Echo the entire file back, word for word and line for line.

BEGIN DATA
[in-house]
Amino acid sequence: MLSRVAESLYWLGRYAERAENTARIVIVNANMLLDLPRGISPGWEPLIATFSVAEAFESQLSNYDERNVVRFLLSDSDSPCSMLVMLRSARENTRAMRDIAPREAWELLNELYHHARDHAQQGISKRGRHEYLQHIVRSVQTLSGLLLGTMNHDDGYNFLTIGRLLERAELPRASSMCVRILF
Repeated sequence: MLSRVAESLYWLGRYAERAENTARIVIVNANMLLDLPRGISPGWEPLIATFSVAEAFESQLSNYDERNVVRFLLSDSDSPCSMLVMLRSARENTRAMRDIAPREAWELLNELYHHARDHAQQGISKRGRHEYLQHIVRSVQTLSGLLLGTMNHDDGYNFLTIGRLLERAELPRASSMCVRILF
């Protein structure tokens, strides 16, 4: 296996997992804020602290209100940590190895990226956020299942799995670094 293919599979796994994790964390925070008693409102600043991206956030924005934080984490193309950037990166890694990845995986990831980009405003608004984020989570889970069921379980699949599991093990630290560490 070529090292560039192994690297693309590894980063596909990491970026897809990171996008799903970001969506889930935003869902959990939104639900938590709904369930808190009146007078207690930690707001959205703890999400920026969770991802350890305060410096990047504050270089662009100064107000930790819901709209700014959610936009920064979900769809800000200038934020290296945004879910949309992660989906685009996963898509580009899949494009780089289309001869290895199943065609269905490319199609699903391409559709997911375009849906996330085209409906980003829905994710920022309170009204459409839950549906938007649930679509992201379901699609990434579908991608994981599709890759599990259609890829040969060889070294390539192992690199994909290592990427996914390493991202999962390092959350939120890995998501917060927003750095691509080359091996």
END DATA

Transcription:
[in-house]
Amino acid sequence: MLSRVAESLYWLGRYAERAENTARIVIVNANMLLDLPRGISPGWEPLIATFSVAEAFESQLSNYDERNVVRFLLSDSDSPCSMLVMLRSARENTRAMRDIAPREAWELLNELYHHARDHAQQGISKRGRHEYLQHIVRSVQTLSGLLLGTMNHDDGYNFLTIGRLLERAELPRASSMCVRILF
Repeated sequence: MLSRVAESLYWLGRYAERAENTARIVIVNANMLLDLPRGISPGWEPLIATFSVAEAFESQLSNYDERNVVRFLLSDSDSPCSMLVMLRSARENTRAMRDIAPREAWELLNELYHHARDHAQQGISKRGRHEYLQHIVRSVQTLSGLLLGTMNHDDGYNFLTIGRLLERAELPRASSMCVRILF
């Protein structure tokens, strides 16, 4: 296996997992804020602290209100940590190895990226956020299942799995670094 293919599979796994994790964390925070008693409102600043991206956030924005934080984490193309950037990166890694990845995986990831980009405003608004984020989570889970069921379980699949599991093990630290560490 070529090292560039192994690297693309590894980063596909990491970026897809990171996008799903970001969506889930935003869902959990939104639900938590709904369930808190009146007078207690930690707001959205703890999400920026969770991802350890305060410096990047504050270089662009100064107000930790819901709209700014959610936009920064979900769809800000200038934020290296945004879910949309992660989906685009996963898509580009899949494009780089289309001869290895199943065609269905490319199609699903391409559709997911375009849906996330085209409906980003829905994710920022309170009204459409839950549906938007649930679509992201379901699609990434579908991608994981599709890759599990259609890829040969060889070294390539192992690199994909290592990427996914390493991202999962390092959350939120890995998501917060927003750095691509080359091996």